Clearly, the individual end user will have to dynamically select what will be suitable in any given mobile situation, especially when driving a car and restricted to an eyes-free, hands-free user interface. The challenge to make such dynamic control simple, intuitive, and as automatic as possible. Let’s not pass the buck to the contact initiators to check presence information before making contact – that doesn’t solve the recipient’s problem.

Wednesday, November 21, 2012

How Will IT Support "Cloud" Applications?

Copyright © 2012 The Unified-View, All Rights Reserved Worldwide
November 19, 2012

Changing IT Responsibilities For The “Clouds”

In the early days of business computers, premise-based mainframes, supported with only basic OS software and application development tools (Cobol, Fortran, Assembly Language), every using organization had to have large IT staffs or third-party help, to develop and maintain all their customized software applications. That task became somewhat easier in 1960, when Informatics, Inc, developed and sold the first successful software product, the Mark IV system, to IBM computer users for developing batch-mode, premise-based database retrieval and reporting applications.
Around 1964, Interactive “time-sharing” allowed remote individual users with “dumb” terminals (teletypes) to dial in to a mainframe computer and use it “interactively” in real time, rather than in batch mode. This was the beginning of online applications, but the advent of PCs killed the “”time-sharing” service concept and shifted the role of online applications to premise-based servers for remote users.
Now, with Internet data access, we are seeing hosted/managed “cloud”–based software applications for both information access and person-to-person communications rapidly displacing premise-based application server hardware systems, along with the need for internal IT staffs to develop and maintain such application software. The timing of this transition is opportune because of the rapid consumer adoption of multi-modal mobile smartphones and tablets, and the consequential need for integrating (UC-enabling) business process applications with flexible and personalized mobile interactions for BYOD (“Bring Your Own Device”) usage.
The question now is what role should IT groups play in making the transition from premise-based, desktop application software to “cloud”-based, multi-modal, mobile apps?  It’s not a question of “if,” but of “how” and “when.”

Is The “Cloud” And Business Innovation A Threat Or An Opportunity For IT?

As innovative communication and application services replace both premise-based legacy hardware and software for business process activities, the diminishing control and responsibilities for IT staff appear to be threatening, according to Saugatuck Technology. At their recent 2nd annual Cloud Business Summit in New York City, the changes to IT’s role in any size organization was discussed with invited enterprise CIOs and CTOs.
While there may be a shift in who develops and maintains application software, as well as where that software will be physically located, there will still be a need for technology and infrastructure expertise to support and manage the selection and usage of all applications to insure proper and effective results. Whether that expertise resides internally or is provided through third-party management services, is a question that must be answered on an individual application and organizational basis.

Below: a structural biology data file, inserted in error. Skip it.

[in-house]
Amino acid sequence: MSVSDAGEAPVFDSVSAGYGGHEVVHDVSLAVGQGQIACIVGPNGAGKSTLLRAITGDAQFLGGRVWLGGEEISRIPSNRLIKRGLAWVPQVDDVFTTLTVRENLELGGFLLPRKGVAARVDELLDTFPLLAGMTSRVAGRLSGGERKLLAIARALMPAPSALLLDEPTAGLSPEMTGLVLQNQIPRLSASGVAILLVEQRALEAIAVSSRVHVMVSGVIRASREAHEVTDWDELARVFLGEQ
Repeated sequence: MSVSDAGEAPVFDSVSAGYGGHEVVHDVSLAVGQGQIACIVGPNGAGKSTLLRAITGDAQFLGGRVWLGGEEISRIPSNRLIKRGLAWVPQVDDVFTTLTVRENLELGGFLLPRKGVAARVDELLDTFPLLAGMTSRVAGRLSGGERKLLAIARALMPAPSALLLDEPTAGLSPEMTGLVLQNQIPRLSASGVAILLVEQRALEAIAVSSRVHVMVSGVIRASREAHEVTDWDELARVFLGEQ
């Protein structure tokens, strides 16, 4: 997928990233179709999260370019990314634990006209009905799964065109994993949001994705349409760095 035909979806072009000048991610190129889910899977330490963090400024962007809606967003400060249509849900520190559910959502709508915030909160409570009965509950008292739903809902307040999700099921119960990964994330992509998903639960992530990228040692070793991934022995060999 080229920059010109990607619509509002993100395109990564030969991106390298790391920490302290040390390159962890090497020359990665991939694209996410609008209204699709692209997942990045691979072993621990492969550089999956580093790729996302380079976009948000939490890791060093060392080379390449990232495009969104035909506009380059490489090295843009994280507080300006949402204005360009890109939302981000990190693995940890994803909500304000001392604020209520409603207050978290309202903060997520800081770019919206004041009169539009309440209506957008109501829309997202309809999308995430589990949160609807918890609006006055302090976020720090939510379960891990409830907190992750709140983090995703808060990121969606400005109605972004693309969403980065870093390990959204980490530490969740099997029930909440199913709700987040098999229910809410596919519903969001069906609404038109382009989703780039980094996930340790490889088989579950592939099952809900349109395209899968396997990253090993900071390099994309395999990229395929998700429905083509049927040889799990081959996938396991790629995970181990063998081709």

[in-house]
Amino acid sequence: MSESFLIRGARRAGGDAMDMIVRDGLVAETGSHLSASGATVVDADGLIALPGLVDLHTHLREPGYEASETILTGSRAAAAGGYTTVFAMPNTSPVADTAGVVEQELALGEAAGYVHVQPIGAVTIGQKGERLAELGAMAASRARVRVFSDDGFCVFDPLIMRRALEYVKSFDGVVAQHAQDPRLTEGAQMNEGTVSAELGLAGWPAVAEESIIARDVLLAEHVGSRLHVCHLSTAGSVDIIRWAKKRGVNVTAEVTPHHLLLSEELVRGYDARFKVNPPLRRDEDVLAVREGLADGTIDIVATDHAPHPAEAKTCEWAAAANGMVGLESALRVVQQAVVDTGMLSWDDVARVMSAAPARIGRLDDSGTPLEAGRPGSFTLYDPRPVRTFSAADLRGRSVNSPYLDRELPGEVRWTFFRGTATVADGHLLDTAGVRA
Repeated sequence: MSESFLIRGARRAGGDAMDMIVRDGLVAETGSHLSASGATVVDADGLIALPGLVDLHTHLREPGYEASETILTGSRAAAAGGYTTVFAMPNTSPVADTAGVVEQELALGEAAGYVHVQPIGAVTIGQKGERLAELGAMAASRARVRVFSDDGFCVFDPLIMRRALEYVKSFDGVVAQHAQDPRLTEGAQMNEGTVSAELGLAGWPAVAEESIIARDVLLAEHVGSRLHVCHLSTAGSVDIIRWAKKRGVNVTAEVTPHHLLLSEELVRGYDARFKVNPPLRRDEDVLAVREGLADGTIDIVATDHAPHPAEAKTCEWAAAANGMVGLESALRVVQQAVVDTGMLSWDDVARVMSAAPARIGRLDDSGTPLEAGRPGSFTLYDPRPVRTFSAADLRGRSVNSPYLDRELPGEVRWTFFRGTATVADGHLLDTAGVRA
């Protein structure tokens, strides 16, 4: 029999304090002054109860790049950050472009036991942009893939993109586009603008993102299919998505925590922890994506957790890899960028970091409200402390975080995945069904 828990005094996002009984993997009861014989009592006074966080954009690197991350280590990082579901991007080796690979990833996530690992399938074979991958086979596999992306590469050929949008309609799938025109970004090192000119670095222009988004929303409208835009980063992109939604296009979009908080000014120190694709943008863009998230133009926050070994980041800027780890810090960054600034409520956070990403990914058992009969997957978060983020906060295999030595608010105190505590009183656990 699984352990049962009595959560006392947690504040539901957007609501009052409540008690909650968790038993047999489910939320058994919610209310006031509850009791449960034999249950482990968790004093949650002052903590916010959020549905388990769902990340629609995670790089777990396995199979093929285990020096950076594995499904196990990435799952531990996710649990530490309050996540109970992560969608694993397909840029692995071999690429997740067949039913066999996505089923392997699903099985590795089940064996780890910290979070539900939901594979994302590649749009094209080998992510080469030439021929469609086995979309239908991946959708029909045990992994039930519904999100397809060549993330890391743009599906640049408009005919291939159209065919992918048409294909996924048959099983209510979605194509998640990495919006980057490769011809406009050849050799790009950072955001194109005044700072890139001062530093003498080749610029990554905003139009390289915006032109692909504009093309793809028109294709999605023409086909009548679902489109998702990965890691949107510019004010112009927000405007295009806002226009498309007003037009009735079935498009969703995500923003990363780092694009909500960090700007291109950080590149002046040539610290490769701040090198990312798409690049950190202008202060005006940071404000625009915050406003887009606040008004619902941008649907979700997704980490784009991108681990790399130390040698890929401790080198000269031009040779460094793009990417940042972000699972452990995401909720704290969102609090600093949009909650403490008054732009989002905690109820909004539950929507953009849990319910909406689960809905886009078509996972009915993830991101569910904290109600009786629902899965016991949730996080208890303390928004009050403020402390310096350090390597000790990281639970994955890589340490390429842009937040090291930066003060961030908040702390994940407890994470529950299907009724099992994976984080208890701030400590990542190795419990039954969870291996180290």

Basic “cloud” services, whether private, public, or hybrid, offer a platform that is location- independent of the actual software applications and the data they use, and can be accessed and integrated from anywhere. Such applications can be for multi-modal person-to-person contacts, online business applications of all kinds, and, of course, process-to-person CEBP contacts for outbound alerts and notifications. That makes the “cloud” applications not only useful for virtualizing desktop usage, but more importantly, ideal for any individual mobile user with a smartphone or tablet. It really will be the specific business process and the individual end users who will be authorized to selectively use those applications that will be the challenge for managing an organization’s various “cloud”-based activities.
The suggested transitional changes in IT roles are laid out in Figure 1 of Saugatuck’s report. It is a starting point to consider in planning for IT organizational change to what Saugatuck calls the “Boundary-Free Enterprise”Ô. Those transitions involve moving computer applications from location-based hardware to “virtualized” software, and making all forms of contact with people more flexible and interoperable through UC-enablement.
A key insight from the Summit discussions for the future responsibilities of IT management was:
Users first. The widespread scale and scope of easily-adopted, Cloud-enabled, individual productivity capabilities shifts power and influence more toward Business users, not Business organizations. Specific Business processes and functions are the initial means of Cloud incursion into the enterprise.”
Of course, mobile BYOD and its impact on communicating with people, is also part of the game change involved in “cloud” services. So, by definition, moving to a “cloud” environment will also mean UC–enablement and CEBP integrations for all business applications involved with any mobile end users, whether they be employees, business partners, or consumer customers. This will be particularly important for customer interactions because of widespread mobile “consumer BYOD.”